The program division “Structure Formation” investigates how molecules, polymers and colloidal particles join to form materials. It studies fundamental processes of structure formation and applies them to prepare new materials from liquid precursors.
We study how the properties of composite and hybrid materials depend on their microstructures and how to change them. To this end, we systematically vary size, geometry, chemical composition, and arrangement of the materials’ constituents. We observe how microstructure and interfaces form and affect material properties to create transparent conductive layers of metal nanoparticles for electronics, composites of conductive polymers with optically active particles for sensors and supraparticles that contain optically active nanoparticles, for example. We see particles as the basis of future “active nanocomposites” that can interface with electronics and change their properties whenever required.
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Experimentally, we study structure formation in controlled coating equipment — miniaturized and better controlled versions of technologically relevant coating processes. We observe structure formation directly through in situ analytics. A combination of light- and X-ray scattering, electron microscopy, optical spectroscopy and intensive thinking helps us to explain how materials form in the coater. Our well-defined precursors and direct observation provide deeper insights that are usually possible in large-scale processing.
We investigate whether certain formation processes resemble known phase transitions, whether they occur far from equilibrium and what dominates them microscopically. Mass transport is important for structure formation because it governs whether energy minima are reached, a stationary structure forms or disordered regions remain. We investigate the fluid mechanics, solvent effects, and diffusion in interacting dispersions. Our working model considers interactions between material components together with mobility, that is, the capability of components to arrange in assemblies defined by interactions.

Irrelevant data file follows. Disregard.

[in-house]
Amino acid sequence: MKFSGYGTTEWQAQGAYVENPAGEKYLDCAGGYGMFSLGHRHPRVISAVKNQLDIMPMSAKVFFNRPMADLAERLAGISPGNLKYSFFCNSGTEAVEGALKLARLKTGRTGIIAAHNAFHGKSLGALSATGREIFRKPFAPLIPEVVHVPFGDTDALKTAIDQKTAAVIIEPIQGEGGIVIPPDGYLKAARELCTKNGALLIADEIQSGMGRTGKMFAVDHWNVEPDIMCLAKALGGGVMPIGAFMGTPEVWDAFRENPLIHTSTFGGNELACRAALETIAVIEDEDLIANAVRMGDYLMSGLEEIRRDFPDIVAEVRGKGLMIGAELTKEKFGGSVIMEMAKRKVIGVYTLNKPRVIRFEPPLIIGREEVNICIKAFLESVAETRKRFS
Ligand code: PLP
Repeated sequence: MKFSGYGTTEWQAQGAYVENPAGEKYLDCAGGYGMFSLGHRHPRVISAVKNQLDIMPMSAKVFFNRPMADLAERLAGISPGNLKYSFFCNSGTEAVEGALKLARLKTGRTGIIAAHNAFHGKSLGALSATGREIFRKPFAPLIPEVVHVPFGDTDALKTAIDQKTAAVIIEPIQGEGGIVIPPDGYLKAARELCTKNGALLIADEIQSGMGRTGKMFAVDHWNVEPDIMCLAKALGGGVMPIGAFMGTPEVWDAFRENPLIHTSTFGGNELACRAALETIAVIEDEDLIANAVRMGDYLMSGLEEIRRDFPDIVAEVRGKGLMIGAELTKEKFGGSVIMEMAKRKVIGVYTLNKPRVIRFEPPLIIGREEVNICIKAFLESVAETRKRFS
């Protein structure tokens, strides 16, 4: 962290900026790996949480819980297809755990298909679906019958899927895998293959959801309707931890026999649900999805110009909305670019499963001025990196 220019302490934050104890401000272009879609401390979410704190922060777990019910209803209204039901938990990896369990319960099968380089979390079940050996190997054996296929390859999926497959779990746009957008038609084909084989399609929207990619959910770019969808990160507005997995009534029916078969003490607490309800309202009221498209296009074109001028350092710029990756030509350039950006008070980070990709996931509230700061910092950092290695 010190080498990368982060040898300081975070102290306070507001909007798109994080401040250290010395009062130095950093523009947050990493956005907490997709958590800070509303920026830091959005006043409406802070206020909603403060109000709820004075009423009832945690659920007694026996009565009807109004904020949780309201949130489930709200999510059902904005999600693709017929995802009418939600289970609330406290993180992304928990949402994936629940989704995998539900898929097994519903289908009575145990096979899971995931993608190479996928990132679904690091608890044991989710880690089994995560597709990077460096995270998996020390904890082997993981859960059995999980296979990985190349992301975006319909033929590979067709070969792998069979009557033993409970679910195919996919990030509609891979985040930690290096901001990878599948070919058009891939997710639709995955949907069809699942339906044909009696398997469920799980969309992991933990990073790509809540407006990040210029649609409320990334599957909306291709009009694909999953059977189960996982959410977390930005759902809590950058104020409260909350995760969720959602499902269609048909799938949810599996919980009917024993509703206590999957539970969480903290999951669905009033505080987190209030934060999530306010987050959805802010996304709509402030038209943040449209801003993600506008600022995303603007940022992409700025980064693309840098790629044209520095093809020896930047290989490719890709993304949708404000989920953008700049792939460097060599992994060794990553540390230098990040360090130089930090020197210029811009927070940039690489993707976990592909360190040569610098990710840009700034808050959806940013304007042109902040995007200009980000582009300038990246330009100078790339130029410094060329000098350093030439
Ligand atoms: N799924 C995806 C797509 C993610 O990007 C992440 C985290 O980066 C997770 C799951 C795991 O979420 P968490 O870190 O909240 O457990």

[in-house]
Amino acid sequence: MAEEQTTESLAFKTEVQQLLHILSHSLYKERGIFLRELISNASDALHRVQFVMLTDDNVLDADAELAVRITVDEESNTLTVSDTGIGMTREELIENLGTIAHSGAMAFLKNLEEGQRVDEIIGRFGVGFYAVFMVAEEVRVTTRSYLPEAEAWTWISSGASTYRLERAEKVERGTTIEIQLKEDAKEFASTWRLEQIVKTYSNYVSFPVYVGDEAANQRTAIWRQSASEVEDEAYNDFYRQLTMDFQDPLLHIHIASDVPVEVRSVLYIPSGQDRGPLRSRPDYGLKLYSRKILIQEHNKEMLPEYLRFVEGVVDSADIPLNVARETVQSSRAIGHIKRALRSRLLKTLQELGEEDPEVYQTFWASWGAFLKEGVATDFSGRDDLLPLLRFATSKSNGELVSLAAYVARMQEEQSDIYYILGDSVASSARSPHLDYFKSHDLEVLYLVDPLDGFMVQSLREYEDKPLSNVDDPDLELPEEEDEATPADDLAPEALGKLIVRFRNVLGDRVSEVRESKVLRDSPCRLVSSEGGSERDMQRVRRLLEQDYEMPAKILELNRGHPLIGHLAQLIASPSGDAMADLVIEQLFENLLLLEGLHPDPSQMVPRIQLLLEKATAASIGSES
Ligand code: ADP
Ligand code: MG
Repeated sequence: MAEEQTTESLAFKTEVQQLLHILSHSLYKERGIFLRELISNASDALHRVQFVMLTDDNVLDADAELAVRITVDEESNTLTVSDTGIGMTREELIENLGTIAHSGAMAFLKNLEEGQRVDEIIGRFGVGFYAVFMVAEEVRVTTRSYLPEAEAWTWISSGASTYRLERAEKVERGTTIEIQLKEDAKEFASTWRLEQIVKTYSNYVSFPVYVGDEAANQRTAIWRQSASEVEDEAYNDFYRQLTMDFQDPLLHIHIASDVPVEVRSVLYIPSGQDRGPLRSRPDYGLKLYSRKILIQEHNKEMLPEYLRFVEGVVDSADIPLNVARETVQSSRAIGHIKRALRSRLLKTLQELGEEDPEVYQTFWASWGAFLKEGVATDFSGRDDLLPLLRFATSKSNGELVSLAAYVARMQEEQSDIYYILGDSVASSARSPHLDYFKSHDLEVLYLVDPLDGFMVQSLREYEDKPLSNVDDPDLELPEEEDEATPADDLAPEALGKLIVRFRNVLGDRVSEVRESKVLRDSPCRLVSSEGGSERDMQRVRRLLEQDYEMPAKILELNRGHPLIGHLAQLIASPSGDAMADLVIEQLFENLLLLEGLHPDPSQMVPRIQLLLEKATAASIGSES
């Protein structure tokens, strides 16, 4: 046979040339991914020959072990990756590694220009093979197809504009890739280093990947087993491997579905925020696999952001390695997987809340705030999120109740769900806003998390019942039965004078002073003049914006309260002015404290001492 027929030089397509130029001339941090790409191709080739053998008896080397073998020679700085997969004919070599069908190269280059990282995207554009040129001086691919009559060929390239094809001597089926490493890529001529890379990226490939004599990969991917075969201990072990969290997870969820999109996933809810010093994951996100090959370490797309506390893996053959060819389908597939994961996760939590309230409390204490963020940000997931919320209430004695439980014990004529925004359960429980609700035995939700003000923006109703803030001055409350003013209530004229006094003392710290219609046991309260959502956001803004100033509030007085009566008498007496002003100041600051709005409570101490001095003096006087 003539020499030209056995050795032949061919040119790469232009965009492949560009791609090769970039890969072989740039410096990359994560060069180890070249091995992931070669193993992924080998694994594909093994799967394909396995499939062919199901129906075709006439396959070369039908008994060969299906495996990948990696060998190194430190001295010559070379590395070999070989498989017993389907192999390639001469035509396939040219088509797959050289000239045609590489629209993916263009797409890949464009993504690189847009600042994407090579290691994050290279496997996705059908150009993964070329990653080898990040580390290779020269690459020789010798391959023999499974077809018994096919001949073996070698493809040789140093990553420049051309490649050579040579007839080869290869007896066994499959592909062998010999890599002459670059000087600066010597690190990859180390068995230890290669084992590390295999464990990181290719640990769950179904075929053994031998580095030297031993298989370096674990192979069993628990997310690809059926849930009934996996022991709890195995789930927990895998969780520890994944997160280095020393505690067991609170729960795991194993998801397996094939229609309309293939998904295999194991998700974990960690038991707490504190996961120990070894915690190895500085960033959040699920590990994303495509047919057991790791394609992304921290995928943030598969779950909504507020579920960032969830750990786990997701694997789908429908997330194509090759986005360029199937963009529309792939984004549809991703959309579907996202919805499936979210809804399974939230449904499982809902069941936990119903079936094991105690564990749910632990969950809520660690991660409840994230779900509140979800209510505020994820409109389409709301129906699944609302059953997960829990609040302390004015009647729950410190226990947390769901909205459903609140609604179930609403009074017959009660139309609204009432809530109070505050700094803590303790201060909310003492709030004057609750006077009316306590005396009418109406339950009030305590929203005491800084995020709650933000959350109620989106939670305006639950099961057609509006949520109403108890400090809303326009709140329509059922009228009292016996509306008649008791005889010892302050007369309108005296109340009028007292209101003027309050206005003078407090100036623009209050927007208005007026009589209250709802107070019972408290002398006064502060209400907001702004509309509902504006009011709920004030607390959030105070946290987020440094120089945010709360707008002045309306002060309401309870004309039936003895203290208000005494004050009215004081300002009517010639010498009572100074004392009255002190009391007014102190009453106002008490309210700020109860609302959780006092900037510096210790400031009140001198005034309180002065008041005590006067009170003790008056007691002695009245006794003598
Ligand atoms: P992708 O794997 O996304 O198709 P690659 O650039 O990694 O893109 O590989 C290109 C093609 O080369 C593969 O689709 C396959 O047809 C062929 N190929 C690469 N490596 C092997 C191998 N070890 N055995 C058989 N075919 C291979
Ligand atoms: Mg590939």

Templates and external fields influence structure formation. We use them to impose boundary conditions and energy minima that affect the microstructures of materials and study the reaction of the system.
Certain conditions lead to the formation of ordered structures in soft matter. Such “self-assembly” processes are promising routes to materials that are ordered at length scales below one micron. They can complement conventional high temperature and vacuum processes. Small energy differences are sufficient to bias structure formation processes in a certain direction. Small perturbations can inhibit the formation of the desired structures; careful control of process parameters such as temperature, particle mobility and solvent properties is therefore required. The sensitivity of the ordering process renders such “bottom-up” structuring methods interesting, but also challenging.
Structure formation processes can yield materials that interact strongly with electromagnetic waves, combine properties of constituent particles, and exhibit anisotropic properties or hierarchical geometries. Their possible applications range from functional surface coatings to electronic components.
At the centre of our work are interfaces: the surface of particles that interacts with the solvent; the interfaces between particles that rule electrical conductivity and optical properties; the interface between liquid “paint” and air during coating. We study under which conditions particles and molecules accumulate at this interface and how this can be applied in new materials.